‘Indeed!’ exclaimed the ladies; and they moved on.

‘When Lady Riddlesworth joins the conversation it is like a stoppage in the streets. I invented a piece of intelligence to clear the way, as you would call out Fire! or The queen is coming! There used to be things called vers de société, which were not poetry; and I do not see why there should not be social illusions which are not fibs.’

‘I entirely agree with you,’ said Lord Milford; ‘and I move that we practise them on a large scale.’

‘Like the verses, they might make life more light,’ said Lady Theresa.

‘We are surrounded by illusions,’ said Lord Eugene, in a melancholy tone.

‘And shams of all descriptions,’ said Edith; ‘the greatest, a man who pretends he has a broken heart when all the time he is full of fun.’

‘There are a great many men who have broken hearts,’ said Lord Beaumanoir, smiling sorrowfully.

‘Cracked heads are much commoner,’ said Edith, ‘you may rely upon it. The only man I really know with a broken heart is Lord Fitz–Booby. I do think that paying Mount–Dullard’s debts has broken his heart. He takes on so; ’tis piteous. “My dear Mrs. Coningsby,” he said to me last night, “only think what that young man might have been; he might have been a lord of the treasury in ‘35; why, if he had had nothing more in ‘41, why, there’s a loss of between four and five thousand pounds; but with my claims — Sir Robert, having thrown the father over, was bound on his own principle to provide for the son — he might have got something better; and now he comes to me with his debts, and his reason for paying his debts, too, Mrs. Coningsby, because he is going to be married; to be married to a woman who has not a shilling. Why, if he had been in office, and only got 1,500L. a year, and married a woman with only another 1,500L., he would have had 3,000L. a year, Mrs. Coningsby; and now he has nothing of his own except some debts, which he wants me to pay, and settle 3,000L. a year on him besides.”’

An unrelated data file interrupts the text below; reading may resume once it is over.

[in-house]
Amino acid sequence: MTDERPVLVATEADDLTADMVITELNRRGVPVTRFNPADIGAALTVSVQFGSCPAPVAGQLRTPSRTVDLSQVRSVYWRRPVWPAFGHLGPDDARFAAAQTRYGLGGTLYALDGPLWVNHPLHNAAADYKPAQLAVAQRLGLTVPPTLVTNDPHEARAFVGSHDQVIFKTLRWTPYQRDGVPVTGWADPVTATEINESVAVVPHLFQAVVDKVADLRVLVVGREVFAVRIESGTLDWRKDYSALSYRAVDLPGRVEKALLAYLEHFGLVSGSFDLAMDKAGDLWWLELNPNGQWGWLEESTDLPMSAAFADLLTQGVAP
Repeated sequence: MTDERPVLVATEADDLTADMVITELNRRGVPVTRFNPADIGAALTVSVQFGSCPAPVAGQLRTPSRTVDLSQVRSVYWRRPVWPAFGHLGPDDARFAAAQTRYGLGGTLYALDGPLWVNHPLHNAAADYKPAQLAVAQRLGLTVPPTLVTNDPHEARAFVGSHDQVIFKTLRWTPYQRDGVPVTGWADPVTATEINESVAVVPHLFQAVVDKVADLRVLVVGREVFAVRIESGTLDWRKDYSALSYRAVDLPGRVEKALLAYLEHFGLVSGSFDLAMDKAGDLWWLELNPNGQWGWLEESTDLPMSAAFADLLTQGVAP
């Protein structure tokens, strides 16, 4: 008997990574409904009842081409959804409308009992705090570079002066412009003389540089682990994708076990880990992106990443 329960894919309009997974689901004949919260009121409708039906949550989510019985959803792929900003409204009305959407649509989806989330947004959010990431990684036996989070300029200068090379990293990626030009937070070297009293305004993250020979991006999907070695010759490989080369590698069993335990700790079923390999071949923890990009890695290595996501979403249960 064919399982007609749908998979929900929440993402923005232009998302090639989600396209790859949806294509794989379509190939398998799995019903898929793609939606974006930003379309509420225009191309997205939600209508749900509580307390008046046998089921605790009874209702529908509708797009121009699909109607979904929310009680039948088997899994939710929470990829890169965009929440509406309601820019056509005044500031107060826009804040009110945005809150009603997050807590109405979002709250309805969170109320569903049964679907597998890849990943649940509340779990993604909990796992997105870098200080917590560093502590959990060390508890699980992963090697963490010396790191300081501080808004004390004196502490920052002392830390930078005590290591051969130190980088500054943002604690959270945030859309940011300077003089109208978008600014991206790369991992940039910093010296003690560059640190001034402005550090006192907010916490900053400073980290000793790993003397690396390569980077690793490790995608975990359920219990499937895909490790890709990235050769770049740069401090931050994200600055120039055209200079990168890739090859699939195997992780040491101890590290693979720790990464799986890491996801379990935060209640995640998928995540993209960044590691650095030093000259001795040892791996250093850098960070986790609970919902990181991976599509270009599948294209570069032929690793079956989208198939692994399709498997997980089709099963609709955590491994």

They all laughed.

‘Ah!’ said Mrs. Coningsby, with a resemblance which made all start, ‘you should have heard it with the Fitz–Booby voice.’

The character of a woman rapidly develops after marriage, and sometimes seems to change, when in fact it is only complete. Hitherto we have known Edith only in her girlhood, bred up in a life of great simplicity, and under the influence of a sweet fancy, or an absorbing passion. Coningsby had been a hero to her before they met, the hero of nursery hours and nursery tales. Experience had not disturbed those dreams. From the moment they encountered each other at Millbank, he assumed that place in her heart which he had long occupied in her imagination; and, after their second meeting at Paris, her existence was merged in love. All the crosses and vexations of their early affection only rendered this state of being on her part more profound and engrossing.